That's the only time I've done a project you deal in front of. I’ve done one  in Germany. And a lot of the European, private equity based companies, have got a national bias and quite a lot of the French, the bigger French ones. 

Actually part of the basis on which they've raised funds from French pension funds and the big French banks is that they invest only in French companies. 

This was quite common. I didn't know this before 2010, and we only found it out during this process. And quite a lot of the big companies I restructured in this way. 

Well, if you go back to 2010 and the way that the market crashed in 2008, 2009 affected Europe. In the kind of hundred million, 200 million range, this is Euro there would be very few deals. 

You've got quite a few private equity companies looking around. It had to be French domiciled and it's in the range of hundreds, 200 million. We had a good intermediary who was Rothschild. 

I think it was saying, well, actually this is really interesting because nothing of the size has come to market in the last six months.

So you will get a lot more interest than perhaps you would expect that's what happened. It was quite a good company, but  believe me, it wasn't an exceptional company for a whole raft of reasons.

And we got exactly that. We got four thumbs saying, look, we like it. We like it. We like it. But really what they were saying was we've got all this money. We got to spend it and there are no deals that hit our sweet spot. 

And your deal is exceptional because it hits our sweet spot and it's French normal salad. And we want to be in.And Rothschild, were able to conduct a very effective auction, which ended up as a sale with a number around 150 million euros.

And to be honest, that was not a sum of money that the house wanted to tell you, it was for the payment. They paid it because they had to get money out of the door and it fits the parameters and it was a French based company. 

Without boring you to tears, six years later, my two colleagues who are still the principals running the business, I wasn't, I was chairman bought it back for seven and a half million.

And the whole thing really, I'm not saying the deal should have been 50 or 60 or any other, a particular number. 

But the success of the deal from the point of view of other sellers was all about the fact that you had all these funds and they could only buy French domiciled companies. Very interesting lesson.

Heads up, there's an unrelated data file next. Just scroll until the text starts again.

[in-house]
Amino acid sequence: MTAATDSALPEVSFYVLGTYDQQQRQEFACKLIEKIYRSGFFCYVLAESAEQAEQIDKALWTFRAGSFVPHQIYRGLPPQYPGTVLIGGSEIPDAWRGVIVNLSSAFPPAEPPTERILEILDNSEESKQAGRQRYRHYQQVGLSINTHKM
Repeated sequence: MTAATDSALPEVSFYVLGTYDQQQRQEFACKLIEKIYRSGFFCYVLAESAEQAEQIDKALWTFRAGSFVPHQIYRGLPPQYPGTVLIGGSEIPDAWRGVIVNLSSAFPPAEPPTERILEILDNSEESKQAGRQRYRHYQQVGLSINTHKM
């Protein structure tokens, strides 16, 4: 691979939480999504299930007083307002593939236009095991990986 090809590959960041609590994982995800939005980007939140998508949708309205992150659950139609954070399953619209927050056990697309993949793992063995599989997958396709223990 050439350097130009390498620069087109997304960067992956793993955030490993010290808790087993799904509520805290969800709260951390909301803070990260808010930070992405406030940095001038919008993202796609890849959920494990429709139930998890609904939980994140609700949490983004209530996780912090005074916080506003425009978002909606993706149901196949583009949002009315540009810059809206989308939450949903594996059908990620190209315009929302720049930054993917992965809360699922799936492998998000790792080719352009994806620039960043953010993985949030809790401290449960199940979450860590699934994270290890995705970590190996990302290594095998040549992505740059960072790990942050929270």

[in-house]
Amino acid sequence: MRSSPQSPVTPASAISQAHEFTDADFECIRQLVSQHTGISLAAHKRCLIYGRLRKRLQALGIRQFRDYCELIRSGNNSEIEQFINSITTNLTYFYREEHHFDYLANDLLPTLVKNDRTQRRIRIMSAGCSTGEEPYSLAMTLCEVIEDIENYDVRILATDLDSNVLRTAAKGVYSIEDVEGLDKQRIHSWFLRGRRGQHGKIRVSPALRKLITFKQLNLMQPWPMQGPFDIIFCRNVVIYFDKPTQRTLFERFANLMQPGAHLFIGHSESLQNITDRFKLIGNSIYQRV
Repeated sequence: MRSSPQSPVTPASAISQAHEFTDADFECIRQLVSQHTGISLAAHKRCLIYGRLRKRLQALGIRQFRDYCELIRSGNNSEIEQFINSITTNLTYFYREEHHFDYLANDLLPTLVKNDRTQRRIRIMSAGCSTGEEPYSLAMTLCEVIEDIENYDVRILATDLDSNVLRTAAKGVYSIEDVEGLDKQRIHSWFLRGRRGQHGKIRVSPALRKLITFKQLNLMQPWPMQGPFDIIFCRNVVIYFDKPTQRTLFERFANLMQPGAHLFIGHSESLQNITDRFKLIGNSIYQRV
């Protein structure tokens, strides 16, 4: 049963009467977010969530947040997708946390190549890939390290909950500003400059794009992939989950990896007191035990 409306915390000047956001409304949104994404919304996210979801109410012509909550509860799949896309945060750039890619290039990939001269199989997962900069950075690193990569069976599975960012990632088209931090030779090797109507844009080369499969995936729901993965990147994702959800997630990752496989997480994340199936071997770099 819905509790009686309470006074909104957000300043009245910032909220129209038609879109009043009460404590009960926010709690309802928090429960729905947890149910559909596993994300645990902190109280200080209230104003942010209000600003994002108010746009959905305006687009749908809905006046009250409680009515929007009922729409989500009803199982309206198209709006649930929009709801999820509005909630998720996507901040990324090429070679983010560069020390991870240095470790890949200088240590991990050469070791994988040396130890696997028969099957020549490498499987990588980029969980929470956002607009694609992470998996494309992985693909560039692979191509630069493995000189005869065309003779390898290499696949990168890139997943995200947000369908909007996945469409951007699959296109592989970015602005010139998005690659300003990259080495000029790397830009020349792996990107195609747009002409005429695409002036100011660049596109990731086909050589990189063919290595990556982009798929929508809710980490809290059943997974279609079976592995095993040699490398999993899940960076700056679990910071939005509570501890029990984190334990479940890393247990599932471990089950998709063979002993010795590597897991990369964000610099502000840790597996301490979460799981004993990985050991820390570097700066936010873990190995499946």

Ending Credits

Thank you for taking the time to explore the world of M&A with our podcast. Please subscribe for more content conversations with industry leaders. If you like our podcast, please support us by leaving a five-star review and sharing it. 

I enjoy hearing feedback and connecting with our listeners. You can reach me by my email. It's M&A Science is sponsored by Dealroom, a project management solution for mergers and acquisitions. 

Additional educational content is available on Dealroom's blog at Thank you again for listening to M&A Science. See you next time.

Views and opinions expressed on M&A Science reflect only those individuals and do not reflect the views of any company or entity mentioned or affiliated with any individual. This podcast is purely educational and is not intended to serve as a basis for any investment or financial decisions.

Show Full Transcript
Collapse Transcript
Related eBook

Just a second
Oops! Something went wrong while submitting the form.

Get our weekly exclusive M&A tips

We’re always recruiting people as obsessed with M&A as we are. Join a community of forward-thinking practitioners to keep up on the latest M&A trends.
Take a break each week to hear from top practitioners and browse upcoming podcast episodes. You’ll also have access to exclusive content, events, job opportunities, and the occasional surprise.


Join our M&A community
Get weekly updates about our upcoming podcasts, webinars and events!
Thank you! Your submission has been received!
Oops! Something went wrong while submitting the form.